Earlier in Lieutenant Mitchell's combat history in Korea, his courage in the face of the enemies of freedom also saw him decorated with both the Silver Star and Bronze Star Medal with Combat "V". (Citations from Military Times' Hall of Valor)

The President of the United States of America, authorized by Act of Congress July 9, 1918, takes pride in presenting the Silver Star (Army Award) (Posthumously) to First Lieutenant Frank Nicias Mitchell (MCSN: 0-48132), United States Marine Corps, for gallantry in action while serving with Company A, First Battalion, Seventh Marines, FIRST Marine Division (Reinforced), in action against the enemy near Hamhung, North Korea, on 3 November 1950, as a Rifle Platoon Leader occupying a position in his company's defensive sector. While making a short reconnaissance to improve his position, his platoon was suddenly and viciously attacked by the enemy. Immediately returning to his platoon, which was on the verge of being overrun, he rallied his men to repel the attack and he, although painfully wounded in the ensuing action, refused to be evacuated until the danger of a serious break-through was averted. First Lieutenant Mitchell's actions were in keeping with the highest traditions of the United States Naval Service.

The President of the United States of America takes pleasure in presenting the Bronze Star Medal with Combat "V" to First Lieutenant Frank Nicias Mitchell (MCSN: 0-48132), United States Marine Corps, for heroic achievement in connection with operations against the enemy while serving with Company A, First Battalion, Seventh Marines, FIRST Marine Division (Reinforced), during the period 24 September 1950 to 4 October 1950. First Lieutenant Mitchell, acting as a Rifle Platoon Commander, continuously displayed outstanding leadership and professional skill against the enemy. On 26 September 1950, while assigned the mission of assaulting a well defended hill, he fearlessly led the men up the hill. As the enemy fire increased, his platoon became pinned down and forced to take cover. Heedless of his own personal safety, he repeatedly exposed himself to the enemy fire and moved among his men to inspire and rally them to continue the assault. His actions materially aided his platoon in successfully seizing and occupying the objective. First Lieutenant Mitchell's courageous actions were in keeping with the highest traditions of the United States Naval Service. (First Lieutenant Mitchell is authorized to wear the Combat "V".)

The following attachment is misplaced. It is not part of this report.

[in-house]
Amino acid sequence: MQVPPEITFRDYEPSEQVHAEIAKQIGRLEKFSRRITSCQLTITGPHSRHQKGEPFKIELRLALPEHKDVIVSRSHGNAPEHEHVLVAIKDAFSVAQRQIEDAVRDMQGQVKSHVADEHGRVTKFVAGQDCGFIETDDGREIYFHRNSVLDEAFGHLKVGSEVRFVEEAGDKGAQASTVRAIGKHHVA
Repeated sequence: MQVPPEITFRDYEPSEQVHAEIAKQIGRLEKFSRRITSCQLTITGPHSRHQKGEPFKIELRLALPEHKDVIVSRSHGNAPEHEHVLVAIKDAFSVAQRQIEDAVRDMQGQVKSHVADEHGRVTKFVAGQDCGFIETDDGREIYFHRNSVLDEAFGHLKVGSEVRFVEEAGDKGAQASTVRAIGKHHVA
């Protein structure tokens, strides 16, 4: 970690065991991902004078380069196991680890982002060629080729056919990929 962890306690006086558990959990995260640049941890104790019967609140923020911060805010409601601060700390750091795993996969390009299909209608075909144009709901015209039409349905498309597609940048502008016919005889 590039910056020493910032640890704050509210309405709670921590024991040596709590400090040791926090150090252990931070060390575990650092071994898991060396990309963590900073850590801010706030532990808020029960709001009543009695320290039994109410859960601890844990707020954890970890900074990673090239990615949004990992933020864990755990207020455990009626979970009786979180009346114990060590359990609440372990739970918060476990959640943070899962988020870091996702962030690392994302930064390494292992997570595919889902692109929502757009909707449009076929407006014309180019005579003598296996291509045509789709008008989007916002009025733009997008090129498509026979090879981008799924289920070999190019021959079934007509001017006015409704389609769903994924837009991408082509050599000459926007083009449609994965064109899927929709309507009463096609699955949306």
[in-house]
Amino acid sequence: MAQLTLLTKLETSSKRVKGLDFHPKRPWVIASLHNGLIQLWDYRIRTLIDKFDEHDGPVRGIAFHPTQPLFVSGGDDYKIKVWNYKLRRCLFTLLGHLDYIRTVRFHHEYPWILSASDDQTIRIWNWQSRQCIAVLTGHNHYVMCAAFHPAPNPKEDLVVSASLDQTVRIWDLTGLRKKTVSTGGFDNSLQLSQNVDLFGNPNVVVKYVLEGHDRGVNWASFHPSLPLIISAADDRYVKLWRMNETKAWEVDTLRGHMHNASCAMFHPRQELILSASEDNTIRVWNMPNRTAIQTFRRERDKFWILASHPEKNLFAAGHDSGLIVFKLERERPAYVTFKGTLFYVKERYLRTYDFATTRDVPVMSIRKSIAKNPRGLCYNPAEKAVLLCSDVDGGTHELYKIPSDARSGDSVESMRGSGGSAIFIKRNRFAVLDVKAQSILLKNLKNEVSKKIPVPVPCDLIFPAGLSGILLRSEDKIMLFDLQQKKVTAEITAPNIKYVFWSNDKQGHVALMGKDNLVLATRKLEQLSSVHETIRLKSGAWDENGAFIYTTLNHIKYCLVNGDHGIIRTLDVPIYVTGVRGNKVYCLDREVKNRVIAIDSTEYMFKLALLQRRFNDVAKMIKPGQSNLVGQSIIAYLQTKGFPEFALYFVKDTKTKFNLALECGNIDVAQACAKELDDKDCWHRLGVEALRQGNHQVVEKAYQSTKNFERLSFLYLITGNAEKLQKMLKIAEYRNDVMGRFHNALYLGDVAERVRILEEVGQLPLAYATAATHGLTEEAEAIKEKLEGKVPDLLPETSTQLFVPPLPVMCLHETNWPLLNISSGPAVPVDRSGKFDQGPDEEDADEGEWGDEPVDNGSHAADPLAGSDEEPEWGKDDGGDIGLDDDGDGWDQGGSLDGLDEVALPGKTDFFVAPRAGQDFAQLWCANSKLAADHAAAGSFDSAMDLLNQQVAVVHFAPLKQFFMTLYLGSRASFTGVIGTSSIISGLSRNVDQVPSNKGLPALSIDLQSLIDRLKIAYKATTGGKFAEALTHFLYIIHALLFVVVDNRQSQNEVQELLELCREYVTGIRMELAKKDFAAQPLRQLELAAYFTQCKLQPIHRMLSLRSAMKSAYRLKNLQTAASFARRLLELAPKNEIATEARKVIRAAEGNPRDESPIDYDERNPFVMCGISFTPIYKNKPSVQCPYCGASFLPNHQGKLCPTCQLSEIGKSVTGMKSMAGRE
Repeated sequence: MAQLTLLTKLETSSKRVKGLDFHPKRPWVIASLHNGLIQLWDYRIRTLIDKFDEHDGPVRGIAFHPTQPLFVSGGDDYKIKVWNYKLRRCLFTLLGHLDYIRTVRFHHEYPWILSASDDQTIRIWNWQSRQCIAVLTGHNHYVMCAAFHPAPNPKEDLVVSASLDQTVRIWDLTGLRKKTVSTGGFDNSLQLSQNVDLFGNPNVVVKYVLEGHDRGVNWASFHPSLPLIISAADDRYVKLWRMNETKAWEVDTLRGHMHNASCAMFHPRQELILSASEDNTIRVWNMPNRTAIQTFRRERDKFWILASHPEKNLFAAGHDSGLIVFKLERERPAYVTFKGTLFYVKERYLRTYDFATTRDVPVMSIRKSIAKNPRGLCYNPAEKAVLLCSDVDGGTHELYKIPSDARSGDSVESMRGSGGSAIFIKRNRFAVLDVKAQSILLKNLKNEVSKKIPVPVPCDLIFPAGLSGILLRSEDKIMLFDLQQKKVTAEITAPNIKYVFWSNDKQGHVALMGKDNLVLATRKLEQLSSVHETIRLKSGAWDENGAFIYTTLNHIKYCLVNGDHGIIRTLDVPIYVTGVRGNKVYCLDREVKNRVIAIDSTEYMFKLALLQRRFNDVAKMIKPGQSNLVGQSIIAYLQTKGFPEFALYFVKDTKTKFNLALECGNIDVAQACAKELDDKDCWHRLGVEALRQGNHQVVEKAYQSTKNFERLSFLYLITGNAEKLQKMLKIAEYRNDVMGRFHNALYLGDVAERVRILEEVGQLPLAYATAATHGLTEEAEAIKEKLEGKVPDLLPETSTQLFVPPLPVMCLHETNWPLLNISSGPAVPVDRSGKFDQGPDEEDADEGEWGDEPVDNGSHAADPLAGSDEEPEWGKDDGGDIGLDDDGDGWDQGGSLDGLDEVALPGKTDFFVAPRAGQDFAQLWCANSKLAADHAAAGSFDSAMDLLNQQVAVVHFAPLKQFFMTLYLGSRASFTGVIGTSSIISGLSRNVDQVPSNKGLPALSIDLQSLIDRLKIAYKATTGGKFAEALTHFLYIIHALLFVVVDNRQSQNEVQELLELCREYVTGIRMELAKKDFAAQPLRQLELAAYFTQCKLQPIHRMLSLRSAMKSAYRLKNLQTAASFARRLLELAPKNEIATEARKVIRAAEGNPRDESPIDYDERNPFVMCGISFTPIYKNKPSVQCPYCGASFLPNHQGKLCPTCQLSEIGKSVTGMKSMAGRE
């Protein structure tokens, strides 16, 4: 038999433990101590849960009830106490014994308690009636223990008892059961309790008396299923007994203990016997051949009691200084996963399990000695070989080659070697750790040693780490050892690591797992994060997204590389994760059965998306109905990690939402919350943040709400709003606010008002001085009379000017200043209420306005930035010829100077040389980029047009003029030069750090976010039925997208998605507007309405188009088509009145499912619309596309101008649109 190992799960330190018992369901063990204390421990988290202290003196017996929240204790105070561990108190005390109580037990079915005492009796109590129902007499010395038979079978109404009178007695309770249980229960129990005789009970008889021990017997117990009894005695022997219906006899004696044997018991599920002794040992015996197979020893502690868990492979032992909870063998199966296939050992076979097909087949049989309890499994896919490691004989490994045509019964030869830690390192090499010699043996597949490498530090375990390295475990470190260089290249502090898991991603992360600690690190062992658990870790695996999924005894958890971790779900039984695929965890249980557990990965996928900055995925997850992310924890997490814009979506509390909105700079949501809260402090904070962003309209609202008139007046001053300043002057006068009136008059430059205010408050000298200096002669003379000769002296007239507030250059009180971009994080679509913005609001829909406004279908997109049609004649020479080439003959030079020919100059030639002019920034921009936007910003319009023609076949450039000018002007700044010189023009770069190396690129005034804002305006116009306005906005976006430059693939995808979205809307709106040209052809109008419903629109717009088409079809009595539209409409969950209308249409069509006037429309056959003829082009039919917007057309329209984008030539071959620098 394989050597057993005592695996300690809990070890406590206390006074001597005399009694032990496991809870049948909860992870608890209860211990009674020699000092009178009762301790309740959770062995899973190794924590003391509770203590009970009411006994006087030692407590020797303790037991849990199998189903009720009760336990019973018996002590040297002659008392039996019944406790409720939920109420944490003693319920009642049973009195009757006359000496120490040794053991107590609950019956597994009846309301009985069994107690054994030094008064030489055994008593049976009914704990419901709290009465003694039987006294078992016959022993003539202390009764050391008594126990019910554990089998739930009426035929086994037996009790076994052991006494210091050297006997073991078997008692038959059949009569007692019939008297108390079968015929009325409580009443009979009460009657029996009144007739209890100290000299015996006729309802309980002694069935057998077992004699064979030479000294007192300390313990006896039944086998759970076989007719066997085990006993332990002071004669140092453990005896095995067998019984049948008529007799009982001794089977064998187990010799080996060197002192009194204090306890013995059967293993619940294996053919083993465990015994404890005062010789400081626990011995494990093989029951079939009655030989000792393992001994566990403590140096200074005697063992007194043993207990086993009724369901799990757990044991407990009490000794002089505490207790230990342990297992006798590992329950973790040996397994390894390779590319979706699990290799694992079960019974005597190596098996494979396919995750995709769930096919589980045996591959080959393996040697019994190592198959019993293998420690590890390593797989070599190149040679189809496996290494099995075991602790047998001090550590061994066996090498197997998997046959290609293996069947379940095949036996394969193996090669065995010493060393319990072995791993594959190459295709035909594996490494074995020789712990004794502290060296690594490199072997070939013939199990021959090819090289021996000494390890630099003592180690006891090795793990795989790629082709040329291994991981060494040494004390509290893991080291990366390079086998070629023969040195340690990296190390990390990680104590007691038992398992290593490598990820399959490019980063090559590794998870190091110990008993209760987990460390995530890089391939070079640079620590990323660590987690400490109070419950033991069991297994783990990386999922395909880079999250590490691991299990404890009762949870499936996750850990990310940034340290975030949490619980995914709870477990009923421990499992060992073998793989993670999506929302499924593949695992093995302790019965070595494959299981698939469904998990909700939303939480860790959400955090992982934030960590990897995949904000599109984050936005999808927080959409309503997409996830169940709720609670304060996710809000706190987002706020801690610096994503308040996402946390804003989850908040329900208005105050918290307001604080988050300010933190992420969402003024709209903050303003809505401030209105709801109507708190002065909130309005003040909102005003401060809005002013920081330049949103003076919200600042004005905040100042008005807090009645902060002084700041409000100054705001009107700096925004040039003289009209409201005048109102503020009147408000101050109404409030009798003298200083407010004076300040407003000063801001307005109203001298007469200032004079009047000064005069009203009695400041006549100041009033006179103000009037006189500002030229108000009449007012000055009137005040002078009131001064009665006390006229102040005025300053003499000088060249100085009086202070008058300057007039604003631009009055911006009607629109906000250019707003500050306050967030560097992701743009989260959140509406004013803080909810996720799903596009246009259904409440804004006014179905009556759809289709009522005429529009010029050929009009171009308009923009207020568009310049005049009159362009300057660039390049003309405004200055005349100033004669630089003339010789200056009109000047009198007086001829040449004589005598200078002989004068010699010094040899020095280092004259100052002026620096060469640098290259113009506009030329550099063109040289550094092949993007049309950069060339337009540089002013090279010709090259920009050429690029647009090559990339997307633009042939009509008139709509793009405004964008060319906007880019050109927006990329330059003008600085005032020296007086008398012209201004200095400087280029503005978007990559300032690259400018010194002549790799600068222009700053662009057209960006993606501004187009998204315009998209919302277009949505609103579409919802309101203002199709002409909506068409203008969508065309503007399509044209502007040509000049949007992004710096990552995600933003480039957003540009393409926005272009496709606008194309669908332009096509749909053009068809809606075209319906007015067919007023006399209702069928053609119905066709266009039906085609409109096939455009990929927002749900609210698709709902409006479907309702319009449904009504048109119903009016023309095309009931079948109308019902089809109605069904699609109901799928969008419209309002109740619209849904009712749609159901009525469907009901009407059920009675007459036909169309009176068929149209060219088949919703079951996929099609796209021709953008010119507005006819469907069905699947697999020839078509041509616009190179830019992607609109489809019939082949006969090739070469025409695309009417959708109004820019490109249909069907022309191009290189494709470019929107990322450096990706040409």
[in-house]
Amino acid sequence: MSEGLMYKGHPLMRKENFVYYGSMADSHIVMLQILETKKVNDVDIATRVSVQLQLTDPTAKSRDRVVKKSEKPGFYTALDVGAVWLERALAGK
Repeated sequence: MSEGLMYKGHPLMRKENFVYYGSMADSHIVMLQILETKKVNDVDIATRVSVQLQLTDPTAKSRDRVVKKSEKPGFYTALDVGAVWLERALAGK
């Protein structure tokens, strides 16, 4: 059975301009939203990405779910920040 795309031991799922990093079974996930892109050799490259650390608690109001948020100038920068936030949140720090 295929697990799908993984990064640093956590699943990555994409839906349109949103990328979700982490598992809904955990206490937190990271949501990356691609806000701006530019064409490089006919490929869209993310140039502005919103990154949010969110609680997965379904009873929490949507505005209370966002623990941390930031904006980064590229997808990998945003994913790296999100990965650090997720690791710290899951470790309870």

Mitchell's remains were never recovered. He left behind a wife and daughter, who received his Medal of Honor and other decorations on August 6, 1952 at their home in Atlanta, Georgia. His family placed a cenotaph in his memory at the Roaring Springs Cemetery in Roaring Springs, Texas. All Marine Corps officers attending the Infantry Officers' Course at Marine Corps Base Quantico in Virginia do so in Mitchell Hall.

1st Battalion, 7th Marines is still a component of the 1st Marine Division and is normally stationed at the Marine Corps Air Ground Combat Center, Twentynine Palms, California. The battalion is currently assigned to Task Force Leatherneck, Regimental Combat Team 6 for combat in Afghanistan.

No comments:

Post a Comment


Note: Only a member of this blog may post a comment.